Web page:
Video game seizures and television-induced seizures occur in people who have heightened sensitivity to pulsing light. It is not uncommon for this so-called photosensitivity to run in families. Some drugs, like valproate, are helpful in reducing photosensitivity and preventing these seizures. Some people simply outgrow epilepsy or are able to evade seizures by avoiding the stimuli that provoke them (1) . Individuals predisposed to seizures may have an increased risk for having a seizure following stress, sleep deprivation, fatigue, insufficient food intake, or failure to take prescribed medications (4) .
Many questions arise for me when studying photosensitive epilepsy. Which area or areas of the brain are affected by the visual stimulus? It seems like the affects can be quite dispersed since the outcome can affect so many functions of the body. The person's muscles are affected. They cannot stand and often twitch. Memory is affected. The person cannot remember having the fit. The description of absences seems to suggest that alertness or wakefulness seem to be affected.
Also, what does a particular frequencies have to do with the signaling in the brain? It seems that a specific frequency, 10 to 30 flashes per second, aptly induce photosensitive seizures. Higher or lower frequencies don't have the same effect. What is it about that rate of stimulus input that affects the brain of photosensitive epileptics? Understanding the frequency effect has vast implications for understanding brain function. The rate of stimuli that a neuron or group of neuron can take in and why could tell a lot about the function of neurons in general. It must have something to do with timing-- perhaps the delay in the voltage-sensitivity in sodium ion channels plays a role.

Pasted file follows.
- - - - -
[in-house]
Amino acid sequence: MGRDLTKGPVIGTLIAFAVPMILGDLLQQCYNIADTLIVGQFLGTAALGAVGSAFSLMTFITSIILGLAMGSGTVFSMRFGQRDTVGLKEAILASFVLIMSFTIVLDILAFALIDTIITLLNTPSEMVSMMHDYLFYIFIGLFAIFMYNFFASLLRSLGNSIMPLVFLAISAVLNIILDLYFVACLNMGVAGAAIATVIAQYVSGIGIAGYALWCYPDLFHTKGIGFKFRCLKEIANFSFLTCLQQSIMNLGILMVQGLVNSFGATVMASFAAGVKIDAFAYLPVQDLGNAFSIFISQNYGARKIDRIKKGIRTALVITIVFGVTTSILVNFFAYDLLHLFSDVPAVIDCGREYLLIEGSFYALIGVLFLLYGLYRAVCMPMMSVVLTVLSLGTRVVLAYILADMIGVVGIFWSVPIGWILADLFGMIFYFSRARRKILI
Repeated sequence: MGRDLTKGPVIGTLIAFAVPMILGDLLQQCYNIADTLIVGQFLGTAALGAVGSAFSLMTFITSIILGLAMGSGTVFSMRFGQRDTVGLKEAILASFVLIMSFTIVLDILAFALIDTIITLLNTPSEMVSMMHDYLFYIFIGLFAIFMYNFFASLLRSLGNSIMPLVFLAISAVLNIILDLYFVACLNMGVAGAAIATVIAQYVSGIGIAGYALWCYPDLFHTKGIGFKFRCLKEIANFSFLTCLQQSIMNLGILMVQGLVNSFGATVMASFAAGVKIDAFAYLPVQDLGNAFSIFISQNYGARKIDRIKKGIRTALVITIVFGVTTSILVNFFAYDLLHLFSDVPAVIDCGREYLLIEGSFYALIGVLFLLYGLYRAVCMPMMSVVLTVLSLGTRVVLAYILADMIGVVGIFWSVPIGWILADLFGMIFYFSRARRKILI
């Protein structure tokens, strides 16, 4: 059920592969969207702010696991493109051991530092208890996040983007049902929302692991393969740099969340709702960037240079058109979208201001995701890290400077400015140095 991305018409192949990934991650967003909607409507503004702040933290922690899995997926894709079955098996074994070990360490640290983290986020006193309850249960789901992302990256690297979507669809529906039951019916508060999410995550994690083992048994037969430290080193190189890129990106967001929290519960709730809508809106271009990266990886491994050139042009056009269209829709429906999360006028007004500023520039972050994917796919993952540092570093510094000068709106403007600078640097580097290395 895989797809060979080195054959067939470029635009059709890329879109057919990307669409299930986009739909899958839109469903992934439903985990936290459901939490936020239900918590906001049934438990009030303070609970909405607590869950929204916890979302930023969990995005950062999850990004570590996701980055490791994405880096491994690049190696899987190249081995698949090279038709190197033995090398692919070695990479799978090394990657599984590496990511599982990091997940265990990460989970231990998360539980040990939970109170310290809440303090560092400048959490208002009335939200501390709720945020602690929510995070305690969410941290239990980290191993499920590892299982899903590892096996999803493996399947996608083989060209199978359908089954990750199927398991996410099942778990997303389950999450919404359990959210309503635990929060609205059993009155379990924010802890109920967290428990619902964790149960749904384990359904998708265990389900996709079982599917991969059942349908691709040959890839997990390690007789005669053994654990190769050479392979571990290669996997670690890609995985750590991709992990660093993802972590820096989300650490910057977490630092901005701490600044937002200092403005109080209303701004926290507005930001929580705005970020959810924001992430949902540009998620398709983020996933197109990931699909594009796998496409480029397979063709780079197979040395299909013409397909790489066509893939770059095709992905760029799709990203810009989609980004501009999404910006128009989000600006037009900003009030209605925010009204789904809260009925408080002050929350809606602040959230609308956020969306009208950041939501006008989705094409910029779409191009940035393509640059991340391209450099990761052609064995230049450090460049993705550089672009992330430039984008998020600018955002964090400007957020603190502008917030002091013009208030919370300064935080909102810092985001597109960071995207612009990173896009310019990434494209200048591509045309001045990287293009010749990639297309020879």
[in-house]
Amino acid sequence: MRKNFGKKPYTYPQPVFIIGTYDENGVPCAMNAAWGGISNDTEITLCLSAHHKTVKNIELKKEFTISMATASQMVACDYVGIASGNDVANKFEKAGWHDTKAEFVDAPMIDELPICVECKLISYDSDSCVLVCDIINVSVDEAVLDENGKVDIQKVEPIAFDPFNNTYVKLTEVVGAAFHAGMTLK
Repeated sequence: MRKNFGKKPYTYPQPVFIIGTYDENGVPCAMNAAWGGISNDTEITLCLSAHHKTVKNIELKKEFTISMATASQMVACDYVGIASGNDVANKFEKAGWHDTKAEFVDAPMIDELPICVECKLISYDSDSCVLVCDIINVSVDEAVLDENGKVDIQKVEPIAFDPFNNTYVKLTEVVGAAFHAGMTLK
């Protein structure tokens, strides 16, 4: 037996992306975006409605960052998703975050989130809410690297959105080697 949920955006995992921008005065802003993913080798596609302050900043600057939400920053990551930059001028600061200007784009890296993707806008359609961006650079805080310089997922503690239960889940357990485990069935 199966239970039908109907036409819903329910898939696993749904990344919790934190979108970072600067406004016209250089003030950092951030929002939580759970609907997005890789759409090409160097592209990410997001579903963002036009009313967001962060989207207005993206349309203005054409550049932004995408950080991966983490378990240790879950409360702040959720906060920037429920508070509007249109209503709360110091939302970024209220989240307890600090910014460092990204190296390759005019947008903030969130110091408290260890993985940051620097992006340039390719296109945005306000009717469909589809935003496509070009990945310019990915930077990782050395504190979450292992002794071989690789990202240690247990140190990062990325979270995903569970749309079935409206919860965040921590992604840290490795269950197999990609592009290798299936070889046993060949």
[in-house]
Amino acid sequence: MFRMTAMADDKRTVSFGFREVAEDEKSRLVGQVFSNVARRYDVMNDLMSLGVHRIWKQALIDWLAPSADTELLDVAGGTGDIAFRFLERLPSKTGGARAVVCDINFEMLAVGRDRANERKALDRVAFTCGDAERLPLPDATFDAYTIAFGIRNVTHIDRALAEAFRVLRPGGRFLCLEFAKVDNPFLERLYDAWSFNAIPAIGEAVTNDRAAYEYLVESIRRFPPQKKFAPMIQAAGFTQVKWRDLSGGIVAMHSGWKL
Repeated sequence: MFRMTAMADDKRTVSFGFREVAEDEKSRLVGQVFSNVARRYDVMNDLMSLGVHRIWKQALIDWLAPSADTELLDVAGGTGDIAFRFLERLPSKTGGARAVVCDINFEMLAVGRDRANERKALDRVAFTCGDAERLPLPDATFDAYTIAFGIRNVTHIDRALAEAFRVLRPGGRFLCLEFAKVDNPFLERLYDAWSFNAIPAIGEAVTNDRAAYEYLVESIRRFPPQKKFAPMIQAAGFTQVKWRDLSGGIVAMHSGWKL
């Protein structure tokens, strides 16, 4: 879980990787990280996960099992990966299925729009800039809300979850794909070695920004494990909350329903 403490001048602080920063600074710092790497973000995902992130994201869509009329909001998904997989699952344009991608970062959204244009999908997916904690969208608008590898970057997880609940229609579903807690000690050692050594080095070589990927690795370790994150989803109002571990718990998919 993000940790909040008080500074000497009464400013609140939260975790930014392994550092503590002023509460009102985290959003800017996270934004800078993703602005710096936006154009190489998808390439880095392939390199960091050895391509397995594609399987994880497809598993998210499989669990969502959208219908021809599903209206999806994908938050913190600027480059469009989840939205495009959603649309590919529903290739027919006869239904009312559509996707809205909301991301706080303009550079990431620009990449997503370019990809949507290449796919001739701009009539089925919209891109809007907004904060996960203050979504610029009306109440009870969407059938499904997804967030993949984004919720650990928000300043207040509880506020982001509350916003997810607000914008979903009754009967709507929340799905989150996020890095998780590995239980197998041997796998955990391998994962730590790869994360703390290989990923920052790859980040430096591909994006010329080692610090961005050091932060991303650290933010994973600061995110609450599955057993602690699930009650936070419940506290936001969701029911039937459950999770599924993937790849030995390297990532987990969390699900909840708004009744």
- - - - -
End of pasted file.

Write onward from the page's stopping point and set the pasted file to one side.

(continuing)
The model that I am currently assuming in my study of epilepsy is what I call the trigger area dispersion theory. The epilepsy trigger area in the brain of photosensitive individuals is connected to the visual processing area of the brain and is sensitive to a trigger stimulus, which is a light display flashing between 10 and 30 time per second. When the trigger stimulus is presented to the photosensitive individual, the trigger area begins firing abnormally. This abnormal firing spreads to other areas of the brain. The functions served by all affected areas are compromised as the abnormal firing, the seizure, proceeds.
WWW Sources1) The National Institutes of Health Homepage: Research in the News , written by Ruth Lew Guver
06/24/2005, from a Reader on the Web
Yes. I work for a company that manufactures strobe lights and one of our customers was interested in how our lights will affect his employees with epilepsy. Now I have read up on photosensitive epilepsy and how most seizures result from strobes of 5-30 Hz, however our strobes run at about 60-75 fpm (flashes per minute). This makes me feel like our strobes are not a high risk. However, we also have 60-75 qfpm (quad flashes per minute) which is somewhat similar then to 240 fpm. Would these quad flash strobes affect those with photosensitive epilepsy in the same fashion as 4 or 5 Hz strobes? Thank you.